Worm Bandwidth [was Re: Santa Fe city government computers knocked out by worm]
stuart at silicondefense.com
Tue Nov 25 00:30:48 UTC 2003
[Sorry for responding to old mail, but I'm catching up]
On Sunday, November 16, 2003, at 02:12 PM, Sean Donelan wrote:
> I've often tried to explain that ISPs generally view worms as a
> planning" issue. Worms change the "eco-system" of the Internet and
> have to adapt. But ISPs generally can't "fix" the end-users or their
I'm curious to know if doing this is at all well understood?
Those of us doing research on worm spread, I don't think have a
completely clear understanding of the interaction of Internet bandwidth
and worm spread. Slammer, we are pretty clear became bandwidth limited
(the rate of spread slowed down dramatically about 40 seconds into the
spread). But we don't really know where those chokepoints live (at the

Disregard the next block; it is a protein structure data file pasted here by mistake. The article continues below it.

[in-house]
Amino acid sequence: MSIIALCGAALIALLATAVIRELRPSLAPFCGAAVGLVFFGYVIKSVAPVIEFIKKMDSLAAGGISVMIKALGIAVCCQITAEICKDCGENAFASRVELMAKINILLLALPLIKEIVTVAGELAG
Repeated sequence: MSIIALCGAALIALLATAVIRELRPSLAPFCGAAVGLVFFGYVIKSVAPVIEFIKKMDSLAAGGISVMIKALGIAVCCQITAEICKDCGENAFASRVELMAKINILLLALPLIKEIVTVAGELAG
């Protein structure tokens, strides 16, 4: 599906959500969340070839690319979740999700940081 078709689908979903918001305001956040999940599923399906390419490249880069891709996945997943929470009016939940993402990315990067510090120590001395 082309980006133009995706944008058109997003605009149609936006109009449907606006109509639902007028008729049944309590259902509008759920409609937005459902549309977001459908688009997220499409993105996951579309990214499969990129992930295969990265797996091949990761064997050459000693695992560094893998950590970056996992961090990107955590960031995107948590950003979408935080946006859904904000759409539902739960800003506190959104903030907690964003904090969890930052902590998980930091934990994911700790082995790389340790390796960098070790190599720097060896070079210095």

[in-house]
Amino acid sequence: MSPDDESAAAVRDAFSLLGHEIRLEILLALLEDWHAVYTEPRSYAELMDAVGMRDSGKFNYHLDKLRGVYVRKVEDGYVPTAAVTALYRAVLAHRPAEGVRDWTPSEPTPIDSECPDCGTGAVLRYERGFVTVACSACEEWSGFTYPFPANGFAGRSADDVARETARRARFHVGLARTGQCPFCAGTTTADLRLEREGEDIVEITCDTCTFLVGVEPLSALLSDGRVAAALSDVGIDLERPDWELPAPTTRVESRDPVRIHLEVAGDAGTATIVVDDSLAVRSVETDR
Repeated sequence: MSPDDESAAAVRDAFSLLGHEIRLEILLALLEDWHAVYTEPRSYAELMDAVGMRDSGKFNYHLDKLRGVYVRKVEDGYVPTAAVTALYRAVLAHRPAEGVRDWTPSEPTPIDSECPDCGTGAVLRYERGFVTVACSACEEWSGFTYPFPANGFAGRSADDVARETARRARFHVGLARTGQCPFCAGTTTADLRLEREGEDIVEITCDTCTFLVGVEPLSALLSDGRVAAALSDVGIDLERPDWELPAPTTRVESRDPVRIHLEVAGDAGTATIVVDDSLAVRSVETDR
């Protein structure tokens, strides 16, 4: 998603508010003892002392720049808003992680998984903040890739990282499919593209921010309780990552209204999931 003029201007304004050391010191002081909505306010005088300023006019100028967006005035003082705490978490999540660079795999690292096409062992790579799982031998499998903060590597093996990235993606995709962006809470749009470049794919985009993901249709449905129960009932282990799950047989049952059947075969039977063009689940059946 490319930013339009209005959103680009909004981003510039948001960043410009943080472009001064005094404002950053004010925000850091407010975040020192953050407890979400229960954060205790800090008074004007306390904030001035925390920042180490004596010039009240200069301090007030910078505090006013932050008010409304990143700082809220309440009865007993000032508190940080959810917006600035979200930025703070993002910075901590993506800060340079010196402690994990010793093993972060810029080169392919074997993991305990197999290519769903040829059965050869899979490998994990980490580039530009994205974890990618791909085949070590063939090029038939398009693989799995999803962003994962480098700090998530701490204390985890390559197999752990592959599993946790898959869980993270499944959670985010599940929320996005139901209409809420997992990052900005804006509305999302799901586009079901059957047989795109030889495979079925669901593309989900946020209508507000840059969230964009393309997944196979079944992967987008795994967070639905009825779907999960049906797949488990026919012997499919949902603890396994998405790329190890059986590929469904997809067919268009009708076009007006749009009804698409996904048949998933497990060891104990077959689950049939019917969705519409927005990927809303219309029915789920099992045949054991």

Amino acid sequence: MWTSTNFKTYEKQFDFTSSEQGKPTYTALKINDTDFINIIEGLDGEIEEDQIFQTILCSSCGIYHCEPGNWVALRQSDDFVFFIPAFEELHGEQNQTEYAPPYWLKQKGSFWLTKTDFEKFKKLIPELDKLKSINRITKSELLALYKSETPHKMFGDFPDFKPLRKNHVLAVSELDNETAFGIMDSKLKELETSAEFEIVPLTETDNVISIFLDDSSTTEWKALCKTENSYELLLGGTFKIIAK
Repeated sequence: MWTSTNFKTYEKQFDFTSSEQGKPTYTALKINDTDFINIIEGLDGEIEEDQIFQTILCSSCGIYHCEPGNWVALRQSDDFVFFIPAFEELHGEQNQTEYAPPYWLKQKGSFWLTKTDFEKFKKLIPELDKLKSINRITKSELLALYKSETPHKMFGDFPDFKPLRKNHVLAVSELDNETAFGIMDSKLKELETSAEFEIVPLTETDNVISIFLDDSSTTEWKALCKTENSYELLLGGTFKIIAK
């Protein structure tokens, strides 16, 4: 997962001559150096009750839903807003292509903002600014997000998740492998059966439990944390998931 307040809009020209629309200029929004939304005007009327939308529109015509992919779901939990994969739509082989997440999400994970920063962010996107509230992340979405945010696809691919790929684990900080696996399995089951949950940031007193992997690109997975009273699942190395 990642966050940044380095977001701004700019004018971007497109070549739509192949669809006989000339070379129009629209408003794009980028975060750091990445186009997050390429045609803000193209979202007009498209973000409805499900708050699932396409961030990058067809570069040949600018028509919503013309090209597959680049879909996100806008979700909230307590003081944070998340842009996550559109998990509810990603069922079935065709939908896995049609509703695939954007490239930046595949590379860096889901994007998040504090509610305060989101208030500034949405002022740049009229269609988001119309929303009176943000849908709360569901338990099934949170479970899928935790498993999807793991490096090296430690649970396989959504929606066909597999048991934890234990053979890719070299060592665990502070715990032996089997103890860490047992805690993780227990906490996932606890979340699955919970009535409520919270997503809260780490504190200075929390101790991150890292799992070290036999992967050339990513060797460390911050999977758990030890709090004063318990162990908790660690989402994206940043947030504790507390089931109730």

edge, or in the middle).
It would seem for the Internet to reliably resist bandwidth attacks
from future worms, it has to be, roughly "bigger in the middle than at
the edges". If this is the case, then the worm can choke edges at the
sites it infects, but the rest of the net can still function. If it's
bigger at the edges than in the middle, you'd expect a big enough worm
would be able to choke the core. For a given ISP, you'd want capacity
to the upstream to be bigger than the capacity to downstream customers.
(It would seem like this would be the reverse of what economics would
tend to suggest).
Do we really know much about the capacity of the Internet to carry worm
traffic? (We believe Slammer used a peak bandwidth of roughly 200
Stuart Staniford, President Tel: 707-840-9611 x 15
Silicon Defense - Worm Containment - http://www.silicondefense.com/
The Worm/Worm Containment FAQ: http://www.networm.org/faq/
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